Today's complex and increasingly smaller electronic products are put together by electrical and electronic assemblers. Working on a wide range of products, like computers and airplanes, an assembler puts together parts of finished products. The work is often repetitive and generally involves the use ...
of pliers, screwdrivers, soldering irons, power drills and wrenches.
Assemblers who work with wiring and other colored materials may be required to take a color blindness test, since being able to differentiate colors is important. You should also be mechanically inclined, with good hand-eye coordination and be able to do routine work at a steady, rapid pace.
There are no special educational requirements for these jobs, so most electrical and electronic assemblers get their training either on-the-job, or through some type of vocational education. If you have patience, work well with others in close quarters and take pride in turning out quality work, this may be a satisfying position for you.
Assemble or modify electromechanical equipment or devices, such as servomechanisms, gyros, dynamometers, magnetic drums, tape drives, brakes, control linkage, actuators, and appliances.
Critical decision making
Level of responsibilities
Job challenge and pressure to meet deadlines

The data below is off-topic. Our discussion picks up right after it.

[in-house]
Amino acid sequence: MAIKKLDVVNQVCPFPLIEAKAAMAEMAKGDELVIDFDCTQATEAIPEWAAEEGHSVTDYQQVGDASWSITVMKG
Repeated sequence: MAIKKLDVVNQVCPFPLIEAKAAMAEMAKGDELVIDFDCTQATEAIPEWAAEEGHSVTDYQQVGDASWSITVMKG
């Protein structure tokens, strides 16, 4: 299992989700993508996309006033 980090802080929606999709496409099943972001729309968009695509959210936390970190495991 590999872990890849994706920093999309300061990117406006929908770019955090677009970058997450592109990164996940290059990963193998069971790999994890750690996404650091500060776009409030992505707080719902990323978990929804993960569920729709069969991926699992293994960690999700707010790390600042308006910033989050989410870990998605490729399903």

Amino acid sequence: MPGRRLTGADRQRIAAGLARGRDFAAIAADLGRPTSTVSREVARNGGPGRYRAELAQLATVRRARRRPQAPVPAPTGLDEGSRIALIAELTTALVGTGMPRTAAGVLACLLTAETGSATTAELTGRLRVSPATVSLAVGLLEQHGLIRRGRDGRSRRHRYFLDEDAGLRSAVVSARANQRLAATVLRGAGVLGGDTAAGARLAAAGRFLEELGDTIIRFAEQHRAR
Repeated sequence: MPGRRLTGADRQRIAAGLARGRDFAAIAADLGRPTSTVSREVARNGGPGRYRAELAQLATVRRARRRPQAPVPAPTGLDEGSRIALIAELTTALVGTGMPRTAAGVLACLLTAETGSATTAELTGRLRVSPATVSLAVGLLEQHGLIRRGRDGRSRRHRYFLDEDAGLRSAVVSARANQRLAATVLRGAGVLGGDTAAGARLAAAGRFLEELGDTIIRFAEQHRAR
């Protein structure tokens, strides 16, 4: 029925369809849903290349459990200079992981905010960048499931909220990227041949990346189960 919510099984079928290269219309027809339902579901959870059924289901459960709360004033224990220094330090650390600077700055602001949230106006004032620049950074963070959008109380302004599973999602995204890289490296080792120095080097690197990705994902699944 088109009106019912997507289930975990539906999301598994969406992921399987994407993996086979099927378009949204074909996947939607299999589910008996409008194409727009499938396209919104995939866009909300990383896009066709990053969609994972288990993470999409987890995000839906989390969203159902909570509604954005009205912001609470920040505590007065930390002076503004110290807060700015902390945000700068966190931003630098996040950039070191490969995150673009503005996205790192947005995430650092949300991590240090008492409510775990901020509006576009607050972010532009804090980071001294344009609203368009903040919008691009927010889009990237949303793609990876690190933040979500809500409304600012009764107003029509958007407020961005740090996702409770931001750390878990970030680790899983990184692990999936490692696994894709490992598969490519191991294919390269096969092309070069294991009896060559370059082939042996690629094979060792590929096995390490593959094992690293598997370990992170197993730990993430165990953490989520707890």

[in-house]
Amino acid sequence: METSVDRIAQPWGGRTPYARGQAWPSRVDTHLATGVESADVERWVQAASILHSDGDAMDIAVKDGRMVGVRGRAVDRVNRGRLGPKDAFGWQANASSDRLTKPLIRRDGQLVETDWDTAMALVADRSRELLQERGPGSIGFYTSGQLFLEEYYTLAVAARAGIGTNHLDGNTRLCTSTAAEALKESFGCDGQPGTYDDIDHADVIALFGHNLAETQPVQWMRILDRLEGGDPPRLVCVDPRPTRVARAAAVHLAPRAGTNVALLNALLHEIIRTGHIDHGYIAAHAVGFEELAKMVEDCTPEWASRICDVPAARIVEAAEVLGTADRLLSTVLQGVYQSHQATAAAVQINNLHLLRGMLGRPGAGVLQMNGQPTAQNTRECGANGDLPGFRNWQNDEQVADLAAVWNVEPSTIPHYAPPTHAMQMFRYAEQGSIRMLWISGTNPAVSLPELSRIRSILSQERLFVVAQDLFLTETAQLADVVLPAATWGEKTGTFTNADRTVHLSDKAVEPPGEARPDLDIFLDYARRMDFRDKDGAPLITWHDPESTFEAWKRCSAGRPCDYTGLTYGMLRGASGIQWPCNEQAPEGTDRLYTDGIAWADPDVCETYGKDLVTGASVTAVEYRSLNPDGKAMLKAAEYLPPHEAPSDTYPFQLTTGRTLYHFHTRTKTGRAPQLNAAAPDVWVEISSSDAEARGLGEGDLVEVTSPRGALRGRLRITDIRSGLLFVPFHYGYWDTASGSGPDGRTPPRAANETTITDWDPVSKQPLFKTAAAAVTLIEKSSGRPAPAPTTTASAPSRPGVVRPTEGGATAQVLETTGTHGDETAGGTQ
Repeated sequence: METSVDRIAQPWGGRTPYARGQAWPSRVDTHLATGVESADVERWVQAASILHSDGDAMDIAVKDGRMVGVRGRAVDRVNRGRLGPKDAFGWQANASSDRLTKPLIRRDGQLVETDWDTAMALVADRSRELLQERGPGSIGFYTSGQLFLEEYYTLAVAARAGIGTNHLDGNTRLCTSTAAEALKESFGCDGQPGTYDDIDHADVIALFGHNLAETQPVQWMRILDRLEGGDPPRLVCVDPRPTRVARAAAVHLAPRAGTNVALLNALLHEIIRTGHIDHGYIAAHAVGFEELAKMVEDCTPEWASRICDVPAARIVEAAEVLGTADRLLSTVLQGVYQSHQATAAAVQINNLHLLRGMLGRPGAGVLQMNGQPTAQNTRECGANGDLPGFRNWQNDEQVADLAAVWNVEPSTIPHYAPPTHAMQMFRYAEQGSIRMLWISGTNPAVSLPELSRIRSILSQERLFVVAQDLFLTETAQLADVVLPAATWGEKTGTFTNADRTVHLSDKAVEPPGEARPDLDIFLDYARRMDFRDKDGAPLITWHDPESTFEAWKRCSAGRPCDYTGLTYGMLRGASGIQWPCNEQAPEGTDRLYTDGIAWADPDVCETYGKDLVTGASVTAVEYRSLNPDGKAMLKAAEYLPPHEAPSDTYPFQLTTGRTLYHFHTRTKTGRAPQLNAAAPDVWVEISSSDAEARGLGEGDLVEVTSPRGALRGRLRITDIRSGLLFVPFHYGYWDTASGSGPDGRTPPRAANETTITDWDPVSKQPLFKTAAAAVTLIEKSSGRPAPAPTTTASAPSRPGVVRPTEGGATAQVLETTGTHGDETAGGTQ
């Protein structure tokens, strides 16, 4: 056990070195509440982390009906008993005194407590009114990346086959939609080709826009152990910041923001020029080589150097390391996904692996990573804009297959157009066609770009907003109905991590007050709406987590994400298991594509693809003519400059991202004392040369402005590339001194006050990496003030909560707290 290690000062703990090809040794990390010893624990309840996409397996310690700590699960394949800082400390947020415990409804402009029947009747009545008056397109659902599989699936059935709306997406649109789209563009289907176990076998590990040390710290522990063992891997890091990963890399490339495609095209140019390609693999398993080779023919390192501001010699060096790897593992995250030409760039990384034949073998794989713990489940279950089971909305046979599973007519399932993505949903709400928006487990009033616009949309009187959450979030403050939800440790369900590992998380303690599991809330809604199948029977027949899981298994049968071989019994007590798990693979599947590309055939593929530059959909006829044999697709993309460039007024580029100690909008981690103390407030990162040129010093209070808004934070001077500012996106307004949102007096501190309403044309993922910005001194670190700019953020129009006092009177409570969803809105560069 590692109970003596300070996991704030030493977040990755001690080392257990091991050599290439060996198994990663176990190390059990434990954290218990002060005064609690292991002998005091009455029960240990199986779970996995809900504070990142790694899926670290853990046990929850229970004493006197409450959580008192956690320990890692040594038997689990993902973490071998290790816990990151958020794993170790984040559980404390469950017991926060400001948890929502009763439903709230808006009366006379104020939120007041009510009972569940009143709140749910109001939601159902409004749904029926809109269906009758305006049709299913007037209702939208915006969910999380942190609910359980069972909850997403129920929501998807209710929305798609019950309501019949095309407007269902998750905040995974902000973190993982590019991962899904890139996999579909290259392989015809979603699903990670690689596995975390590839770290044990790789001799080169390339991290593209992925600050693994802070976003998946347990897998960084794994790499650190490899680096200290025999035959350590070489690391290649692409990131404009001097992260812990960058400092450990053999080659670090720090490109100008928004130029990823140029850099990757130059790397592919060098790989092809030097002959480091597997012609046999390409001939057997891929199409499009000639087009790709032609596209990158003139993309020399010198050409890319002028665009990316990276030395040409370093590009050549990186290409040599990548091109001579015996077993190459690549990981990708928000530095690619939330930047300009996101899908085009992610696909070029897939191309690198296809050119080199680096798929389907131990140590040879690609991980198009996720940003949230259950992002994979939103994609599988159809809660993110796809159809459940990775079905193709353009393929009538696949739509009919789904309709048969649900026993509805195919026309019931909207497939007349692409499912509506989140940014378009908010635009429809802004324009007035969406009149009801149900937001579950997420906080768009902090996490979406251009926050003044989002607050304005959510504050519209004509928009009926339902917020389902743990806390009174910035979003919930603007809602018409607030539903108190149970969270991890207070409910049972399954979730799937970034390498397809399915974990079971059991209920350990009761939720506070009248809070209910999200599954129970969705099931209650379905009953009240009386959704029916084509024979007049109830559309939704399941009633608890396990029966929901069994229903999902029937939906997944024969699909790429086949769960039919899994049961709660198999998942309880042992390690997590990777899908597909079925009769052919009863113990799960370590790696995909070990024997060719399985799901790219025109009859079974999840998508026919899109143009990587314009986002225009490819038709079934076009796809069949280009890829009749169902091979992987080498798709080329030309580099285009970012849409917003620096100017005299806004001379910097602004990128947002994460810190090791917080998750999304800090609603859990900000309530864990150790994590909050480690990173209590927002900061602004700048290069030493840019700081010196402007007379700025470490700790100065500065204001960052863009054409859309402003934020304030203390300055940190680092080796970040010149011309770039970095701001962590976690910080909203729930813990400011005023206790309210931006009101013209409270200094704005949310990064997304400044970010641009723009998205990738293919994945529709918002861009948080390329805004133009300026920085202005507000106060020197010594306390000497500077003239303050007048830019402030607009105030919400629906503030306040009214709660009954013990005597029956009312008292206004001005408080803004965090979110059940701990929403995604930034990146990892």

Dealing and handling conflict
Competition for this position
Communication with others
Work closely with team members, clients etc.
Comfort of the work setting
Exposure to extreme environmental conditions
Exposure to job hazards
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Read blueprints and specifications to determine component parts and assembly sequences of electromechanical units.
Connect cables, tubes, and wiring, according to specifications.
Attach name plates and mark identifying information on parts.
Position, align, and adjust parts for proper fit and assembly.
Inspect, test, and adjust completed units to ensure that units meet specifications, tolerances, and customer order requirements.
Assemble parts or units, and position, align, and fasten units to assemblies, subassemblies, or frames, using hand tools and power tools.
Inspecting Equipment, Structures, or Material
Inspecting equipment, structures, or materials to identify the cause of errors or other problems or defects.
Monitor Processes, Materials, or Surroundings
Monitoring and reviewing information from materials, events, or the environment, to detect or assess problems.
Observing, receiving, and otherwise obtaining information from all relevant sources.
Handling and Moving Objects
Using hands and arms in handling, installing, positioning, and moving materials, and manipulating things.
Communicating with Supervisors, Peers, or Subordinates
Providing information to supervisors, co-workers, and subordinates by telephone, in written form, e-mail, or in person.
Evaluating Information to Determine Compliance with Standards
Using relevant information and individual judgment to determine whether events or processes comply with laws, regulations, or standards.
Training and Teaching Others
Identifying the educational needs of others, developing formal educational or training programs or classes, and teaching or instructing others.
Organizing, Planning, and Prioritizing Work
Developing specific goals and plans to prioritize, organize, and accomplish your work.